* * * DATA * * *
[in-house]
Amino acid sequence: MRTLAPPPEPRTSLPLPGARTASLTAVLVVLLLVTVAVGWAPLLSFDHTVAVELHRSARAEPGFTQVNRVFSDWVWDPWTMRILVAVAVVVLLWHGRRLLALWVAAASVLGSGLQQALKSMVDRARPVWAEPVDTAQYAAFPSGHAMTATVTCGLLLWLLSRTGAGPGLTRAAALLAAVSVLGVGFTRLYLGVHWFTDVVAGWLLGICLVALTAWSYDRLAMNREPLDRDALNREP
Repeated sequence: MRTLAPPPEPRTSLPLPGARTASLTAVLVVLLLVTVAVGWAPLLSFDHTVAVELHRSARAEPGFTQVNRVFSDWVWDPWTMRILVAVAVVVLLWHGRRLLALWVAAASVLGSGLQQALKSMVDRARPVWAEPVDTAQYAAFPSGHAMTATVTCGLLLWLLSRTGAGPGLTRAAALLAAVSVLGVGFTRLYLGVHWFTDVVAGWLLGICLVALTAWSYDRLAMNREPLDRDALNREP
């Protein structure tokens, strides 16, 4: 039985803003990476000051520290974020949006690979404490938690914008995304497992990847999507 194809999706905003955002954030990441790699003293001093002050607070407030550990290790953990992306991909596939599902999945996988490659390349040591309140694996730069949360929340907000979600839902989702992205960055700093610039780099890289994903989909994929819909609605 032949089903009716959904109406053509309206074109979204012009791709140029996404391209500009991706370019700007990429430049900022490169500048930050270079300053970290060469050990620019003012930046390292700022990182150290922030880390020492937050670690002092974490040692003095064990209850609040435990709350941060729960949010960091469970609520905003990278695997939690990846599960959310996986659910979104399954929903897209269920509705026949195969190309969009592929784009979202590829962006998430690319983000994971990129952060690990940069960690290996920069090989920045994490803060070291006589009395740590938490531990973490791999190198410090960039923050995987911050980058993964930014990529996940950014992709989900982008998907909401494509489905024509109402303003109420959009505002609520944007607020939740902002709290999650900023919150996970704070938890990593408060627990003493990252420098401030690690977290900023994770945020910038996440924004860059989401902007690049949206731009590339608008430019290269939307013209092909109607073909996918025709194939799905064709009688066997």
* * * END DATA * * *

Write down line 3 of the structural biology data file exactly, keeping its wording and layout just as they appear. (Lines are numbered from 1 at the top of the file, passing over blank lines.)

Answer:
Repeated sequence: MRTLAPPPEPRTSLPLPGARTASLTAVLVVLLLVTVAVGWAPLLSFDHTVAVELHRSARAEPGFTQVNRVFSDWVWDPWTMRILVAVAVVVLLWHGRRLLALWVAAASVLGSGLQQALKSMVDRARPVWAEPVDTAQYAAFPSGHAMTATVTCGLLLWLLSRTGAGPGLTRAAALLAAVSVLGVGFTRLYLGVHWFTDVVAGWLLGICLVALTAWSYDRLAMNREPLDRDALNREP